Given the turbulent times in the United States, Canada needs an emergency safe harbour law to protect vulnerable populations in the short term. 
The law would serve as an addition to our normal immigration laws and would serve as a test case for future global emergencies. 
It would grant a temporary version of permanent residency, with fewer entry requirements, to people who didn’t necessarily want to immigrate to Canada permanently but who did not currently feel safe at home.
It would also allow US companies to set up or expand offices in Canada for workers from outside the United States who are currently under threat. 
Safe Harbour would grant essentially the same rights and protections given to permanent residents to Americans or recent residents of the United States but for a period of two years and not longer than five years. It would not however, require applicants to meet the same criteria as potential Canadian citizens or asylum seekers. 
After the first two years in Canada, individuals would have to apply for a renewal of their safe harbour status and show that conditions at home had not changed. At the end of the second two year period, individuals would have 12 months to apply for permanent residency, a traditional guest worker visa or make plans to depart Canada. 
During their stay, refugees would be allowed to work and to apply for health coverage after meeting the same residency requirements that permanent residents must meet in the various provinces. 
This temporary measure would allow Canada to meet the requirements of the current crisis and maintain our position as a multi-cultural leader in human rights, without making permanent changes to Canadian immigration policies or quotas. It would also help strengthen the unique relationship that has historically existed between Canada and the United States. 
Since the American revolution, Canada has provided a safe harbour to vulnerable Americans. British loyalists came during the Revolution, escaped slaves and free black people came during the years prior to the American Civil War. Later in the century, hundreds of thousands of Canadian farmers helped to settle the Western provinces. During Vietnam draft-eligible individuals who objected to the war found a safe haven, many of them only temporarily and during the George W. Bush era as many as 10,000 Americans per year moved to Canada for ideological reasons.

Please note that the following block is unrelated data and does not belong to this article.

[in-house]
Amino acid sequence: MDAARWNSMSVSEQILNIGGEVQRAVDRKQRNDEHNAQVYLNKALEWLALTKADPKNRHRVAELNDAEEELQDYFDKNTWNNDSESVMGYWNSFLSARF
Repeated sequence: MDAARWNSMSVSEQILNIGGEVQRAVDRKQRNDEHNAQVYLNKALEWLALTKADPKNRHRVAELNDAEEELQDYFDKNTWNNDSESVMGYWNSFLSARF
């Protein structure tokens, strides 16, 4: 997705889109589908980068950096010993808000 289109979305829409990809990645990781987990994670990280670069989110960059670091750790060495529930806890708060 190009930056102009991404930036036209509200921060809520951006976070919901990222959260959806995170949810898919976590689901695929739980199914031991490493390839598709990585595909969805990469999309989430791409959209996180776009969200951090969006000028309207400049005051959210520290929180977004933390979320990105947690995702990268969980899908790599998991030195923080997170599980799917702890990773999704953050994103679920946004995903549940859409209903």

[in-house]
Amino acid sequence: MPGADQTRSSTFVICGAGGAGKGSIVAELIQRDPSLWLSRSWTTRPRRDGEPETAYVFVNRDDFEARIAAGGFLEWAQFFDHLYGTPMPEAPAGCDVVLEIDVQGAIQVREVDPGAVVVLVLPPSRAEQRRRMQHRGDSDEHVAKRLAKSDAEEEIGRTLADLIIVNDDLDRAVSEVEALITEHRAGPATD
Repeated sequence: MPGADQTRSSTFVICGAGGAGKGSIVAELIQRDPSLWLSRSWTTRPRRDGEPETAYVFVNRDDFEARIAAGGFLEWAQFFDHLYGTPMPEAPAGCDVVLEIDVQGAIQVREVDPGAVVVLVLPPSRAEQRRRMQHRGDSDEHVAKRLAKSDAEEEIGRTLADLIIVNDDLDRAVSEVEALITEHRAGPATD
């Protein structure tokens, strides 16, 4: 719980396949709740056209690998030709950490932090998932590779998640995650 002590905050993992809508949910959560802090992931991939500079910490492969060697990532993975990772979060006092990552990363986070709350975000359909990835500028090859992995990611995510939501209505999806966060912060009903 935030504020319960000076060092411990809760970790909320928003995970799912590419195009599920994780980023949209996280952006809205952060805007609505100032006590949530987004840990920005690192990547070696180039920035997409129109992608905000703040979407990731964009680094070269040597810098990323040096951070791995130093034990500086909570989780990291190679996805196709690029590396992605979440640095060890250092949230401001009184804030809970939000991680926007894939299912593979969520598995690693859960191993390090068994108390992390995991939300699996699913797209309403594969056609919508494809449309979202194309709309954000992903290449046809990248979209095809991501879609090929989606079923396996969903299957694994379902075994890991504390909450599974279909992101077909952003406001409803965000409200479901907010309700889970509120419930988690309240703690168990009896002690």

All of this has contributed significantly to Canada’s relationship with the United States. Despite any temporary differences between the Canadian and U.S. governments, most Canadians have a very positive opinion of the United States and most Americans have a very high opinion of Canada. More than that, thousands of businesses have offices on both sides of the border and many Canadians have family members on both sides of the US border. 
Donald Trump is a new element on the American political scene and is, to many, a new threat. The United States has seen a rise in hate speech and hate crimes. People have been subjected to official harassment and worse over their ethnicity, national origin or faith and laws are being contemplated which could put people at risk over their sexual orientation or gender. 
This has understandably led to a great deal of confusion and fear among many Americans. This is not necessarily, however, a permanent situation. Many of those who are seeking refuge or who are contemplating doing so, do not necessarily want to become Canadian on a permanent basis. Some simply need time to assess the situation and weigh their options. By allowing them time to do so and to experience life in Canada.

By creating this special immigration provision, Canada would strengthen its historic relationship with America and individual Americans. It would also be a good test case for future crisis in the United States and elsewhere in the world. On January 28, as the response to Donald Trump’s travel ban build up steam, Justin Trudeau Tweeted “To those fleeing persecution, terror & war, Canadians will welcome you, regardless of your faith. Diversity is our strength #WelcomeToCanada

To those fleeing persecution, terror & war, Canadians will welcome you, regardless of your faith. Diversity is our strength #WelcomeToCanada

— Justin Trudeau (@JustinTrudeau) January 28, 2017

Now the Prime Minister needs to show the world what he meant. We must send a message to the voices of fear and division in Canada to let them know that theirs is not the Canadian way and a message to frightened and vulnerable people in the United States that their is shelter for them in the  North.